A Community of Heart Profile: Alan Cohen
Two years ago, in September 1995, I met Alan Cohen at a Level I training in London. Originally British subjects, Alan and his wife, Katya, immigrated to Israel in the early 80’s. He received his first degree in General Psychology from Manchester and his second degree in Applied Psychology from the University of Aston in Birmingham.
I noted his wry sense of humor when we first met, but it was not until I visited Israel in June 1996 that I got to know and appreciate Alan and the important work he has been doing with Mooli Lahad and his colleagues at the Community Stress Prevention Centre in Kiryat Shmona. The Center was founded in 1981 in the north of Israel after a number of attacks on border settlements. From that time, it has served all of the people of Israel’s northern border towns, villages and kibbutzim, no matter their religion or ethnic background. The stated aims of the CSPC are, according to Alan, “to prepare the civilian population to cope with crisis and disaster, to train local authorities to cope with the situation and handle it effectively, before, during, and after these incidents, and to train professionals in emergency intervention techniques.” The CSPC’s work is known throughout Israel and has been adopted by cities, local municipalities, government offices and countries outside of Israel. Their first project was successful-a model for the development of a psycho-educational program to handle the effects of attacks or threats of attacks through the schools.
Alan and his colleagues have been in the forefront of the provision of services to the Kiryat Shmona area. He is among the first to enter a site after bombs, missiles, and/or terrorist attack has occurred. When I asked how he handled his own trauma, he answered, “I have a great tolerance for trauma. I tell myself the statistics for who is his. And, in truth, it’s a rare occurrence!”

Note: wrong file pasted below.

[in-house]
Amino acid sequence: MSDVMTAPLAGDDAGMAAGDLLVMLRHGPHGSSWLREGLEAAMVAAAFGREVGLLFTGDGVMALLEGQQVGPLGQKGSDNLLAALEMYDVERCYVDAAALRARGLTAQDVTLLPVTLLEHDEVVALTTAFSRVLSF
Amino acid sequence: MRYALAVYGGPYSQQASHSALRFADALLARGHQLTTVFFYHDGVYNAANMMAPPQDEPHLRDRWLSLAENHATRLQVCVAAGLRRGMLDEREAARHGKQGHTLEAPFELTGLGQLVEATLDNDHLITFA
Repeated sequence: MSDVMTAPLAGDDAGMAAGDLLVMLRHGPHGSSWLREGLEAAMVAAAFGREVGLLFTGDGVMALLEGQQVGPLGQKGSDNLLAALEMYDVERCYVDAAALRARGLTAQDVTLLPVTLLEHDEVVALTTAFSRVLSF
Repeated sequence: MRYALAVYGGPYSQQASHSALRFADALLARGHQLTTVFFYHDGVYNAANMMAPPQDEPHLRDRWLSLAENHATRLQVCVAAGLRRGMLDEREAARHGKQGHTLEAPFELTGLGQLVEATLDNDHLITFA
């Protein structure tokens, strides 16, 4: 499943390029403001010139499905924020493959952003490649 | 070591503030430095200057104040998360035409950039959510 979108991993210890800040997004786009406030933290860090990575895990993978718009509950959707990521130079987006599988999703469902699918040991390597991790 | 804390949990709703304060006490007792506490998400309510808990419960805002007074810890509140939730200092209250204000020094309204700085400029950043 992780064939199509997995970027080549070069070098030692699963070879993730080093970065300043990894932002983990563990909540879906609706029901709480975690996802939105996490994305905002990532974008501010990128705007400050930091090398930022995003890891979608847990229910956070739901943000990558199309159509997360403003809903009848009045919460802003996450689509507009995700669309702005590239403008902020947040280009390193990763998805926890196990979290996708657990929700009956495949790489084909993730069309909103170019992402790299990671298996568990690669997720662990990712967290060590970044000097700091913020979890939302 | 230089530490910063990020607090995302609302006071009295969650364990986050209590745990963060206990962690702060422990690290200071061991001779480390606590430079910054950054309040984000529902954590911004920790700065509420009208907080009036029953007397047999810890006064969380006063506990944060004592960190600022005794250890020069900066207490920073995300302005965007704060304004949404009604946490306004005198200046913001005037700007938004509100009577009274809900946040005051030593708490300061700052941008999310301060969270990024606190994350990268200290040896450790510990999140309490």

Both Alan and Mooli were among the first trained in February 1989 when Francine Shapiro did her first training in Israel. Since then, EMD and later EMDR became an important part of their treatment protocols when treating trauma. Alan used EMDR when he intervened with the emergency teams after the terrible helicopter crash in the small suburb of Shear Yeshoof in which 73 Israeli soldiers lost their lives. The social work staff was so impressed that they decided to take the training in EMDR themselves and sent about ten people to Alan to deal with the horror of the crash. Recently, he was called in to work with the 9 th grade girls who were attending a school outing when a Jordanian gunman killed seven of their friends. He reported that, “EMDR brought about a significant transformation in most cases in two to three sessions in seven out 10 of those treated.”
Since 1989, the CSPC has received referrals for people of all ages who are suffering from all types of traumatic incidents. Ultimately, Alan wrote, “Our hope is that in the future we will be able to use EMDR to enhance creativity and nurture potential rather than put right the damage done by one person to another.